Verbal and non verbal ReasoningWhat is view point of examiners in Asking reasoning questions in entrance examinations? Discuss.

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litteacher8's profile pic

litteacher8 | High School Teacher | (Level 3) Distinguished Educator

Posted on

I think that an examiner would ask a reasoning question to see what a candidates skills for thinking on his feet are. You can also tell a lot about a person by the answers they come up with to reasoning questions. You can also tell facility with language.
lorrainecaplan's profile pic

Lorraine Caplan | College Teacher | (Level 1) Educator Emeritus

Posted on

This question is a little bit unclear.  Assuming that you are speaking of college or graduate school entrance exams, which, in the United States, are tests such as the SAT or GRE, the heavy emphasis on reasoning is meant to sort out those who are or who are not capable of learning and application, which cannot be accomplished without the ability to reason.  If such an ability is not present after 12 or 13 years of education, formal or informal, can a student learn anything?  Testing in a content area only tells us what a student has learned in a content area, but it does not tell us all that much about the student's ability to learn more, particularly at an undergraduate level, when there are so many possible content areas the student will be exposed to.  At a graduate level, testing is sometimes more narrowed, so we can assess scientific foundations for medical school, for example.  But generally, no matter what the level of the entrance exam, we need a certain competence in reasoning to assure that the student will be able to learn anything at all. In a business program, undergraduate or graduate, can a student who cannot reason absorb or apply principles of management, economics, or mathematics, all of which are necessary to obtain a degree and subsequent success?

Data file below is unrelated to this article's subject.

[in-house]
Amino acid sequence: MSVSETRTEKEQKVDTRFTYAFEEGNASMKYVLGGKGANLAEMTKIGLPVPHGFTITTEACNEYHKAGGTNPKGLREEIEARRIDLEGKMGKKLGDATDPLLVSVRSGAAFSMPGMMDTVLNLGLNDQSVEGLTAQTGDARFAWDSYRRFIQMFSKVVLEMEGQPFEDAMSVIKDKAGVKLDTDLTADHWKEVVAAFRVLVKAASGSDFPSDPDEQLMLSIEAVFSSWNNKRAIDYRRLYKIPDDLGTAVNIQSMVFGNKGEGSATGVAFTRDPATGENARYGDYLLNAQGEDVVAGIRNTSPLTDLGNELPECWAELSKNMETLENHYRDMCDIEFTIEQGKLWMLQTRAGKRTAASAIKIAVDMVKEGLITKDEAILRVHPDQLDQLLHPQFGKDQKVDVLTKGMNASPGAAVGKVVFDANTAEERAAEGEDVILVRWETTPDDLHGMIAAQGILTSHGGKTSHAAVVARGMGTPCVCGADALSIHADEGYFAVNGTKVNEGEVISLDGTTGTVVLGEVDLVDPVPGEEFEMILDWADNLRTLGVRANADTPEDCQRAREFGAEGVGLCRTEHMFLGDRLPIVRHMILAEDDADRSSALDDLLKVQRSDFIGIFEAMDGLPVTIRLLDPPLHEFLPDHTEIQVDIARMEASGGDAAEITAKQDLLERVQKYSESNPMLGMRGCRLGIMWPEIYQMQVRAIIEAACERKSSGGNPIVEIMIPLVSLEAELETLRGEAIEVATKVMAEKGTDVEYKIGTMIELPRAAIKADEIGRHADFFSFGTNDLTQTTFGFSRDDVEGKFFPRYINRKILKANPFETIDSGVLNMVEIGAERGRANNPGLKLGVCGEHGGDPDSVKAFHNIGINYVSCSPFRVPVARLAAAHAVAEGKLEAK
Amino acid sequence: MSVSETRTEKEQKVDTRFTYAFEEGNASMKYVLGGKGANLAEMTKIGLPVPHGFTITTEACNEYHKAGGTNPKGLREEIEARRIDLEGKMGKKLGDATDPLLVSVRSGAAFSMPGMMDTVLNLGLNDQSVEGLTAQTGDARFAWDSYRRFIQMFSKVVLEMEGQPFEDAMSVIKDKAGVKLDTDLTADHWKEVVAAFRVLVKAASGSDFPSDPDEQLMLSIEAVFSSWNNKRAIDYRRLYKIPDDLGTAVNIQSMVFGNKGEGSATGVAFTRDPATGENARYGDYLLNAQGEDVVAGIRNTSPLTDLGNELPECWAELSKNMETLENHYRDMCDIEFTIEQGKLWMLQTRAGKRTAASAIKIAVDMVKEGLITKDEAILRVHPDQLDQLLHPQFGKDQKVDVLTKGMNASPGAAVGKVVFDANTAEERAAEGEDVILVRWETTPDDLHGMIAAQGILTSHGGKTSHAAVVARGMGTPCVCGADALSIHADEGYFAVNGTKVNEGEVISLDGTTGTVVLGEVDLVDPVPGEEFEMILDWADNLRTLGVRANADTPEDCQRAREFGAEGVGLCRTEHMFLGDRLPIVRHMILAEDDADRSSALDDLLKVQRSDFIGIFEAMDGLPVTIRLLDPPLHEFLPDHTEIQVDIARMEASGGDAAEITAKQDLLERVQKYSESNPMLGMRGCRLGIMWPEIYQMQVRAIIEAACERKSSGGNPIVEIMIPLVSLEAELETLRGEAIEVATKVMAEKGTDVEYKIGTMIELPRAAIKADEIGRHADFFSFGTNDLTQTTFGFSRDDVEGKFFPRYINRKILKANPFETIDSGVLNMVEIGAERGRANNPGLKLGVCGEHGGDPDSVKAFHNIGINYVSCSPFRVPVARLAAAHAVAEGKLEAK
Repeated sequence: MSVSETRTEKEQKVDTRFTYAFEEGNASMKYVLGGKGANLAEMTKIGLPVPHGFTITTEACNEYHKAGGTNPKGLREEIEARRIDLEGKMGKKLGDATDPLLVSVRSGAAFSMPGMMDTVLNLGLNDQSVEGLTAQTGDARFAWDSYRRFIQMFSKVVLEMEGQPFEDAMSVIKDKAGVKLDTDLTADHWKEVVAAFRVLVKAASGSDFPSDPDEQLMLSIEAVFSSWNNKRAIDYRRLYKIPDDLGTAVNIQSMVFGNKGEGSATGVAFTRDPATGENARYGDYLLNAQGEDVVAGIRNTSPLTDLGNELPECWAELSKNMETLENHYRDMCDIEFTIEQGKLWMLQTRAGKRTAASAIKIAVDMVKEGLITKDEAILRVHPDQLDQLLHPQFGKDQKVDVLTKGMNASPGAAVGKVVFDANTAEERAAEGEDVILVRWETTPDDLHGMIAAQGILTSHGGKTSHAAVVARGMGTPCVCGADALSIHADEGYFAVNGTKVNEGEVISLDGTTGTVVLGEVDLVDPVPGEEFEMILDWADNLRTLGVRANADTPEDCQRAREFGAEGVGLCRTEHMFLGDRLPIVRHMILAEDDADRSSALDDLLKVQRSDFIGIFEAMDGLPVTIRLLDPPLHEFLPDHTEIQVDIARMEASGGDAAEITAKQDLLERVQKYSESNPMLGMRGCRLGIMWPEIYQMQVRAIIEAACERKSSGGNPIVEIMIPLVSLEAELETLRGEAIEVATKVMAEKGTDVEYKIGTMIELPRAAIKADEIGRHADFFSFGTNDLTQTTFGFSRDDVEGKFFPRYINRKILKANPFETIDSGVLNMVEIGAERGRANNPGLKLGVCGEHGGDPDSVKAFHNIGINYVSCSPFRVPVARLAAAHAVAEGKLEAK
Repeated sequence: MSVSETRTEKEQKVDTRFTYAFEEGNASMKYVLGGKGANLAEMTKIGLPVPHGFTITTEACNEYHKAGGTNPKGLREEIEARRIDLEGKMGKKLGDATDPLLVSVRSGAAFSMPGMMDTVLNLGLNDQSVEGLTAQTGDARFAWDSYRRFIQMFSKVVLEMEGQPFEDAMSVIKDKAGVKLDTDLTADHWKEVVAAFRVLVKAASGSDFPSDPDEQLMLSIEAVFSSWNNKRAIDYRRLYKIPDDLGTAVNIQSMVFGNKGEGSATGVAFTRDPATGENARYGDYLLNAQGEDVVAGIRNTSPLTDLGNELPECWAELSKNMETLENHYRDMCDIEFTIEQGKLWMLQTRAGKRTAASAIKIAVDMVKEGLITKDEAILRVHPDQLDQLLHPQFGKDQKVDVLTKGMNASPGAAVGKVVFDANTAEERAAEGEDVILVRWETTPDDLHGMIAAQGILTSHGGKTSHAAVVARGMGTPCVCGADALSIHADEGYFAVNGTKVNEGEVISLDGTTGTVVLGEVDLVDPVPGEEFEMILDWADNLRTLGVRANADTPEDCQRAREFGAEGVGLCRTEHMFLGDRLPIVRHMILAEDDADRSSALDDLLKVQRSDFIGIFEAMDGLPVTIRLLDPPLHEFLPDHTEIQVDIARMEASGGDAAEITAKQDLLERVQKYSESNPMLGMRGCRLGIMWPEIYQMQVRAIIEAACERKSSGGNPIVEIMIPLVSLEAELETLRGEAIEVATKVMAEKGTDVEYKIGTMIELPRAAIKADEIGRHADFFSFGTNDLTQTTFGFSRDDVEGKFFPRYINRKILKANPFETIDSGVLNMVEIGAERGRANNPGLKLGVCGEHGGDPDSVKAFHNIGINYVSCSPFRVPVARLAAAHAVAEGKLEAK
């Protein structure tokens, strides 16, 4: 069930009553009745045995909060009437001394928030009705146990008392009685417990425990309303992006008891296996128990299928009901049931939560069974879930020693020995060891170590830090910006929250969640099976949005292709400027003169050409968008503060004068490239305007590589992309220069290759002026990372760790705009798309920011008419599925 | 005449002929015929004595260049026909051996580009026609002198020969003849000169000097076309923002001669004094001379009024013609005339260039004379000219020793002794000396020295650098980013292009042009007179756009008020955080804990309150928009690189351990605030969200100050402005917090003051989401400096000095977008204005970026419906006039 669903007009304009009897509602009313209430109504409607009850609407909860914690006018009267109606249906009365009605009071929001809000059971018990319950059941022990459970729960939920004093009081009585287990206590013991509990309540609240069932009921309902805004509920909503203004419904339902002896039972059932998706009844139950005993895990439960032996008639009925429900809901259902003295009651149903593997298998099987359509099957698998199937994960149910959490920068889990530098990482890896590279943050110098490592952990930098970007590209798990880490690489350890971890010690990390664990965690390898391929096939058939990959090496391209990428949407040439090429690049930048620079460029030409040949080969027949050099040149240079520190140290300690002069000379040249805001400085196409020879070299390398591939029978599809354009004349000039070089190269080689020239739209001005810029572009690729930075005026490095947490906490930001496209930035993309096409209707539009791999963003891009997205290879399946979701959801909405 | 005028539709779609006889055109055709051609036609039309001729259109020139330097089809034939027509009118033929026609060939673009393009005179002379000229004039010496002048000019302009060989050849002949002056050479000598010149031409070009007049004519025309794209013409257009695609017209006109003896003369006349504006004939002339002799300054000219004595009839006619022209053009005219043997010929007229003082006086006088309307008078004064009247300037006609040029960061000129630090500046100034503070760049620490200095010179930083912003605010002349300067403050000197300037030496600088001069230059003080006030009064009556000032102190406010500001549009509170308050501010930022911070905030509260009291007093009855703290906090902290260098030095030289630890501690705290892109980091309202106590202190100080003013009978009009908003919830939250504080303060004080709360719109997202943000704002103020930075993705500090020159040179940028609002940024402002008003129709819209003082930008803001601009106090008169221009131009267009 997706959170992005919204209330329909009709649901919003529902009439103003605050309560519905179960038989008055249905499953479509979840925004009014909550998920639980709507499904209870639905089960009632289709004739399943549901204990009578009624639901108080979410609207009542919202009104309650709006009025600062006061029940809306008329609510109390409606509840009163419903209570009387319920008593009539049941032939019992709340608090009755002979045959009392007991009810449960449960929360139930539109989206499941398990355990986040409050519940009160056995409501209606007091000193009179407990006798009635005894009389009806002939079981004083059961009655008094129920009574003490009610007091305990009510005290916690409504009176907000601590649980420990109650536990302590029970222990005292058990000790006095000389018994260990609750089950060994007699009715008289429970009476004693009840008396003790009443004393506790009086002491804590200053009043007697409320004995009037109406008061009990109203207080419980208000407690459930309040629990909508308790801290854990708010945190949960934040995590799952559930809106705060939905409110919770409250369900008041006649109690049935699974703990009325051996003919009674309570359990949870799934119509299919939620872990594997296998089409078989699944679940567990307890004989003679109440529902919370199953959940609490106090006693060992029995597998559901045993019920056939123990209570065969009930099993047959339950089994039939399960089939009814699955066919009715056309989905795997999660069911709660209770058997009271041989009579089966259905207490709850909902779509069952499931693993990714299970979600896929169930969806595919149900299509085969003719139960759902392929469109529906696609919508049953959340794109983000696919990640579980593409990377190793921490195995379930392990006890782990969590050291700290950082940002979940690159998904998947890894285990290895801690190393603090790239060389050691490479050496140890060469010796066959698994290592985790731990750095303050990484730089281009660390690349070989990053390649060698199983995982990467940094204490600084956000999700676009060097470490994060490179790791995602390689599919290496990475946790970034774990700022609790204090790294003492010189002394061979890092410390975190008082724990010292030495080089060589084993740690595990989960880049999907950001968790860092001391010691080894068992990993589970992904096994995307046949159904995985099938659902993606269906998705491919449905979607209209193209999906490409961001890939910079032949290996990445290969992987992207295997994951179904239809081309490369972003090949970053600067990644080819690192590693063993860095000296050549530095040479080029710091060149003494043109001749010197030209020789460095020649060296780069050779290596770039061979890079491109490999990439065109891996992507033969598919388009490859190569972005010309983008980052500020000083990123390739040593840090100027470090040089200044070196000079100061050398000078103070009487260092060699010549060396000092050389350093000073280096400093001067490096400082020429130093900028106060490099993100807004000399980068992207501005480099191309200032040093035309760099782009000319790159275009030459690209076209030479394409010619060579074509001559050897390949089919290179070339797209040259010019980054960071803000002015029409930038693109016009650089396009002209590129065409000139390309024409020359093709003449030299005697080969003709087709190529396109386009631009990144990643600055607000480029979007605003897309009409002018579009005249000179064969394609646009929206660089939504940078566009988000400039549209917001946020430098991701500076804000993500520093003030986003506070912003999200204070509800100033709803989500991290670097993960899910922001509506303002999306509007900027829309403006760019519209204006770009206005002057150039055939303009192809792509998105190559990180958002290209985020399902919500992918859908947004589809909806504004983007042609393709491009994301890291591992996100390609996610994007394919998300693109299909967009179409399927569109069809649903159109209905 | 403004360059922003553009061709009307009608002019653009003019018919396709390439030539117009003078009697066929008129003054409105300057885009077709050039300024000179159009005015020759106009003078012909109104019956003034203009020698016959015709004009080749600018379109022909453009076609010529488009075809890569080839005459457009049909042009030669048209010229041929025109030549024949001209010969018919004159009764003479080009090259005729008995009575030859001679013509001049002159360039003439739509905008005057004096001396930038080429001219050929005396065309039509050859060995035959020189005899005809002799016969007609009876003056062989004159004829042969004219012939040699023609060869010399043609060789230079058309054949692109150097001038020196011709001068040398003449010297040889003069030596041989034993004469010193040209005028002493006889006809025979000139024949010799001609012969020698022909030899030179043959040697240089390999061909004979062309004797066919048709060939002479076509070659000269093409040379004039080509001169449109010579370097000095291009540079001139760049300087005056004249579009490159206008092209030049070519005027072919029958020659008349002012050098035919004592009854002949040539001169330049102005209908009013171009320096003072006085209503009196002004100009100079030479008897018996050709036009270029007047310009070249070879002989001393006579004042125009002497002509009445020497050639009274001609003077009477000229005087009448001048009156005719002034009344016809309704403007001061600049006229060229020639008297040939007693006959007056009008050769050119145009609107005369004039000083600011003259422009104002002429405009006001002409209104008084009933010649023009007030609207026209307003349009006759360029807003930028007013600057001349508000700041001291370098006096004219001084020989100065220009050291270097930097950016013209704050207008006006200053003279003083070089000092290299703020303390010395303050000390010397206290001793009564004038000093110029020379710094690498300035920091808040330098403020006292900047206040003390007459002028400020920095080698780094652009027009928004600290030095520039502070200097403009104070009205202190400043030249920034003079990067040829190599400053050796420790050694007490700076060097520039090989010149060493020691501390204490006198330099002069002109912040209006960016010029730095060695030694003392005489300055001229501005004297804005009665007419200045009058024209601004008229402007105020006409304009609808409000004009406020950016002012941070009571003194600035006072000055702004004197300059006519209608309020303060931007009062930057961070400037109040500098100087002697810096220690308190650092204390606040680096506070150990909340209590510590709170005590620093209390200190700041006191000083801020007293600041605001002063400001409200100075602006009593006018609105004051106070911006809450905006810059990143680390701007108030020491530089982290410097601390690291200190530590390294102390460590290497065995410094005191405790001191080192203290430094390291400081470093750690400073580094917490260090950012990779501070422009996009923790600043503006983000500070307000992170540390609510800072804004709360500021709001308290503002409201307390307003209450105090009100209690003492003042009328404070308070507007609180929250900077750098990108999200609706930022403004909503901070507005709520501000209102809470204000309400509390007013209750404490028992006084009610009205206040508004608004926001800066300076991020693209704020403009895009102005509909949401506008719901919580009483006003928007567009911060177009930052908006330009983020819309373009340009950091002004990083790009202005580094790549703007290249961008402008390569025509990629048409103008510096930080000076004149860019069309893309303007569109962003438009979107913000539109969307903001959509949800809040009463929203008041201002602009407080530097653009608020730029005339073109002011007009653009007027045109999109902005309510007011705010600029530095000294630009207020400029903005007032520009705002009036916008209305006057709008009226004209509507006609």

sudhirjangra's profile pic

sudhirjangra | College Teacher | (Level 2) eNoter

Posted on

This question is a little bit unclear.  Assuming that you are speaking of college or graduate school entrance exams, which, in the United States, are tests such as the SAT or GRE, the heavy emphasis on reasoning is meant to sort out those who are or who are not capable of learning and application, which cannot be accomplished without the ability to reason.  If such an ability is not present after 12 or 13 years of education, formal or informal, can a student learn anything?  Testing in a content area only tells us what a student has learned in a content area, but it does not tell us all that much about the student's ability to learn more, particularly at an undergraduate level, when there are so many possible content areas the student will be exposed to.  At a graduate level, testing is sometimes more narrowed, so we can assess scientific foundations for medical school, for example.  But generally, no matter what the level of the entrance exam, we need a certain competence in reasoning to assure that the student will be able to learn anything at all. In a business program, undergraduate or graduate, can a student who cannot reason absorb or apply principles of management, economics, or mathematics, all of which are necessary to obtain a degree and subsequent success?

 

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